Symphony season opens with brass and percussion

The Okanagan Symphony Orchestra opened its 2015-2016 season with a literal bang of brass and percussion.

The Okanagan Symphony Orchestra opened its 2015-2016 season with a literal bang of brass and percussion.

Featuring works by Finnish composer Jean Sibelius and Czechoslovakian composer Antonin Dvorak, the evening’s fare was at once rousing, introspective and inspiring.

The evening began with Jean Sibelius’s Finlandia.

It remains arguably his most popular piece and one which evokes the images of pine forests and snow-capped mountains in the woodwind lines, cool crisp mountain air in the soaring violin melodies and the darkness of snows in winter in the brass choir sections.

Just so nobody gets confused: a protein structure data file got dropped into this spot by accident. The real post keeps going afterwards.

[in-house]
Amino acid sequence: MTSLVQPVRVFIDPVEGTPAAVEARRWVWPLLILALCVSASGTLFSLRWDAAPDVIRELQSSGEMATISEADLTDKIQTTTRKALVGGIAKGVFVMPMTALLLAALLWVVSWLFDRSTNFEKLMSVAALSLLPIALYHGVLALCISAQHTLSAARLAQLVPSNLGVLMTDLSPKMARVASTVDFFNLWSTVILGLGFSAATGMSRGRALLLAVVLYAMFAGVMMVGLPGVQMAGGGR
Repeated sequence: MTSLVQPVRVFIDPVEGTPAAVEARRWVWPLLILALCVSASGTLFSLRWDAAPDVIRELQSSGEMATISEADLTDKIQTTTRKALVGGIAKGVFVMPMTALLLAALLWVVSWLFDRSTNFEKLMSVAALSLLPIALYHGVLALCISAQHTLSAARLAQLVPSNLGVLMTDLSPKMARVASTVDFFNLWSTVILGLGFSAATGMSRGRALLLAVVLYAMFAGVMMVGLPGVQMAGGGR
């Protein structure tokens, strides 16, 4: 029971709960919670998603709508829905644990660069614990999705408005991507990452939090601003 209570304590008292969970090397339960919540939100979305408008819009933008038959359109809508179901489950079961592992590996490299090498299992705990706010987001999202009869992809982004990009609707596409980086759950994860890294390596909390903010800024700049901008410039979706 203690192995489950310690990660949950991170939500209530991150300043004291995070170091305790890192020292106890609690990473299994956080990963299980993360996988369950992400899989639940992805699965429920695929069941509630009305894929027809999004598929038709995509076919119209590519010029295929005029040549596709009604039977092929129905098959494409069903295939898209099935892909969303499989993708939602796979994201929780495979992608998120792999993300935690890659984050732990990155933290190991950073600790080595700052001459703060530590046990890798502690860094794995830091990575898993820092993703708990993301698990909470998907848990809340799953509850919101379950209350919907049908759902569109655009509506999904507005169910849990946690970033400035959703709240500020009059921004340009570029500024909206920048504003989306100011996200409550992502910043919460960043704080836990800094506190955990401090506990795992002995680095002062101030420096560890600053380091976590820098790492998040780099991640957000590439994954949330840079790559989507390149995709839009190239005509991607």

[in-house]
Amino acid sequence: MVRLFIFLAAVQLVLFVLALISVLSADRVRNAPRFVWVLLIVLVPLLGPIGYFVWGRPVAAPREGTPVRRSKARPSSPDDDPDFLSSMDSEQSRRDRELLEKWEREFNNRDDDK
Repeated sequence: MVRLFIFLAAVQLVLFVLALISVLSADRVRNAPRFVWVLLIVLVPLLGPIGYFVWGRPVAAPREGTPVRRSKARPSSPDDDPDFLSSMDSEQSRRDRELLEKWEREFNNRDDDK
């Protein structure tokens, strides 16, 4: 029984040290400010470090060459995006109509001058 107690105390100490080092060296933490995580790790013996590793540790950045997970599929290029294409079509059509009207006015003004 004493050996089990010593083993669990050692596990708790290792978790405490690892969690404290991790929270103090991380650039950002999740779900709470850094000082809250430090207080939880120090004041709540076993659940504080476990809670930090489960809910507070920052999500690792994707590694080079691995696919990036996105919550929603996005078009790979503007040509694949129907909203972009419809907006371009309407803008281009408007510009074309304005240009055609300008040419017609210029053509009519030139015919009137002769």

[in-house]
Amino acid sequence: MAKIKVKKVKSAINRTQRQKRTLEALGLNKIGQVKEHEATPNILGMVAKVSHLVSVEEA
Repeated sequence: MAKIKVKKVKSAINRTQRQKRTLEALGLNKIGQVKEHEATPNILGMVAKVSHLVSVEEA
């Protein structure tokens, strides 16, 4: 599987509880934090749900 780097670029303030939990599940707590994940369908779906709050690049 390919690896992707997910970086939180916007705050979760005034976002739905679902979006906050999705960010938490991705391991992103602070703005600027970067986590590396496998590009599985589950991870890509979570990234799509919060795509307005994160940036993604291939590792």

The next work on the program was Sibelius’s Violin Concerto in D Minor featuring Canadian violin sensation, Martin Beaver.

Beaver soared his way up and down the violin, nimble fingers tossing off runs, dazzling the audience with sizzling double-stops and rapid string-crossings.

He more than merited the standing ovation he received.

After intermission, the orchestra played “Nimrod” from Elgar’s Enigma Variations, in tribute to the memory of former orchestra member and symphony administrator Laurie Henderson.

To conclude the evening, the OSO performed Dvorak’s Symphony No. 9, “From the New World” which he wrote during a sojourn in the United States.

A work in four movements, the music was inspired by the melodies, harmonies and rhythms of spirituals and First Nations music.  Laura Davis’s English Horn rendition of the ‘Goin’ Home’ theme in the second movement was exquisite.

Altogether, well-deserved congratulations go out to Maestra Rosemary Thomson and the Okanagan Symphony Orchestra for starting the season off with such style and panache — clearly it is going to be a great year.